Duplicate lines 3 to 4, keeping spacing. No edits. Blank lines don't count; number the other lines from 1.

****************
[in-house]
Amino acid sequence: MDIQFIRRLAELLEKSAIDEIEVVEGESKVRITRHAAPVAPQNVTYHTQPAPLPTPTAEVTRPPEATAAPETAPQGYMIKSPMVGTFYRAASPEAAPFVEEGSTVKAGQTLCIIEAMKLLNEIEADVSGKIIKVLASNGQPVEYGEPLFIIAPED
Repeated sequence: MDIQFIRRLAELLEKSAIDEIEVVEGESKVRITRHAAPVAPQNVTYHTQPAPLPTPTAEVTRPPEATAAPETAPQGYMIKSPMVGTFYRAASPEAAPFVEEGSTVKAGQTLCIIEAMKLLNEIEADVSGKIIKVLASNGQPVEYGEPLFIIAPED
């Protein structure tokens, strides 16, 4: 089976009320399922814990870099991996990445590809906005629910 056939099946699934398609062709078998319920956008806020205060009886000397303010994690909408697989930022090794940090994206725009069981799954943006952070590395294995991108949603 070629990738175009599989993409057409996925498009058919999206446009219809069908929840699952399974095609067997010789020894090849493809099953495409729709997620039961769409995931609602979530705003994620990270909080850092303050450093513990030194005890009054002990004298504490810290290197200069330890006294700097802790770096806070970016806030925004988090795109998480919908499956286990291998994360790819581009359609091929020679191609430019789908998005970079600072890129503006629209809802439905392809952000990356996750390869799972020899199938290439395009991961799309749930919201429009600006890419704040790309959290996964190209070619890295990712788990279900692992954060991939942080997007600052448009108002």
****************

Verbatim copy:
Repeated sequence: MDIQFIRRLAELLEKSAIDEIEVVEGESKVRITRHAAPVAPQNVTYHTQPAPLPTPTAEVTRPPEATAAPETAPQGYMIKSPMVGTFYRAASPEAAPFVEEGSTVKAGQTLCIIEAMKLLNEIEADVSGKIIKVLASNGQPVEYGEPLFIIAPED
């Protein structure tokens, strides 16, 4: 089976009320399922814990870099991996990445590809906005629910 056939099946699934398609062709078998319920956008806020205060009886000397303010994690909408697989930022090794940090994206725009069981799954943006952070590395294995991108949603 070629990738175009599989993409057409996925498009058919999206446009219809069908929840699952399974095609067997010789020894090849493809099953495409729709997620039961769409995931609602979530705003994620990270909080850092303050450093513990030194005890009054002990004298504490810290290197200069330890006294700097802790770096806070970016806030925004988090795109998480919908499956286990291998994360790819581009359609091929020679191609430019789908998005970079600072890129503006629209809802439905392809952000990356996750390869799972020899199938290439395009991961799309749930919201429009600006890419704040790309959290996964190209070619890295990712788990279900692992954060991939942080997007600052448009108002």